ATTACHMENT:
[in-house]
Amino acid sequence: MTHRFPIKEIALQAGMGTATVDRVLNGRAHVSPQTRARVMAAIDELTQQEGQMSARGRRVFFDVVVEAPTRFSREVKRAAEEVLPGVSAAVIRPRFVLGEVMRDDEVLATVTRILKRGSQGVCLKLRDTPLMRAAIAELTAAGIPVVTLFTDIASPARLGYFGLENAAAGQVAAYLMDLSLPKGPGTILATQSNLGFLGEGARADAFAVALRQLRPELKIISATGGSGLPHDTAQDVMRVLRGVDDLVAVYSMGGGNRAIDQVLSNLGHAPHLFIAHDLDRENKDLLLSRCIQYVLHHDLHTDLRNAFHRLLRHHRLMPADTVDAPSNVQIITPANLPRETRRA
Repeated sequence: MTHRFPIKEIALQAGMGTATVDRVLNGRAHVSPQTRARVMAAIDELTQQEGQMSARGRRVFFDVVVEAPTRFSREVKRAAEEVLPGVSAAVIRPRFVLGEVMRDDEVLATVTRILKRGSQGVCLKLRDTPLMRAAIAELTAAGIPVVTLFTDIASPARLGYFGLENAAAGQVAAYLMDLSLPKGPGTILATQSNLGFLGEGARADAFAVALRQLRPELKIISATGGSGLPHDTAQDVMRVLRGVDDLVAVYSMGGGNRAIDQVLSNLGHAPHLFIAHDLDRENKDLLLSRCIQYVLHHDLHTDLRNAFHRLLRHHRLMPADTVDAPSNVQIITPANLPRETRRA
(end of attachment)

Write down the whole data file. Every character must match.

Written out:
[in-house]
Amino acid sequence: MTHRFPIKEIALQAGMGTATVDRVLNGRAHVSPQTRARVMAAIDELTQQEGQMSARGRRVFFDVVVEAPTRFSREVKRAAEEVLPGVSAAVIRPRFVLGEVMRDDEVLATVTRILKRGSQGVCLKLRDTPLMRAAIAELTAAGIPVVTLFTDIASPARLGYFGLENAAAGQVAAYLMDLSLPKGPGTILATQSNLGFLGEGARADAFAVALRQLRPELKIISATGGSGLPHDTAQDVMRVLRGVDDLVAVYSMGGGNRAIDQVLSNLGHAPHLFIAHDLDRENKDLLLSRCIQYVLHHDLHTDLRNAFHRLLRHHRLMPADTVDAPSNVQIITPANLPRETRRA
Repeated sequence: MTHRFPIKEIALQAGMGTATVDRVLNGRAHVSPQTRARVMAAIDELTQQEGQMSARGRRVFFDVVVEAPTRFSREVKRAAEEVLPGVSAAVIRPRFVLGEVMRDDEVLATVTRILKRGSQGVCLKLRDTPLMRAAIAELTAAGIPVVTLFTDIASPARLGYFGLENAAAGQVAAYLMDLSLPKGPGTILATQSNLGFLGEGARADAFAVALRQLRPELKIISATGGSGLPHDTAQDVMRVLRGVDDLVAVYSMGGGNRAIDQVLSNLGHAPHLFIAHDLDRENKDLLLSRCIQYVLHHDLHTDLRNAFHRLLRHHRLMPADTVDAPSNVQIITPANLPRETRRA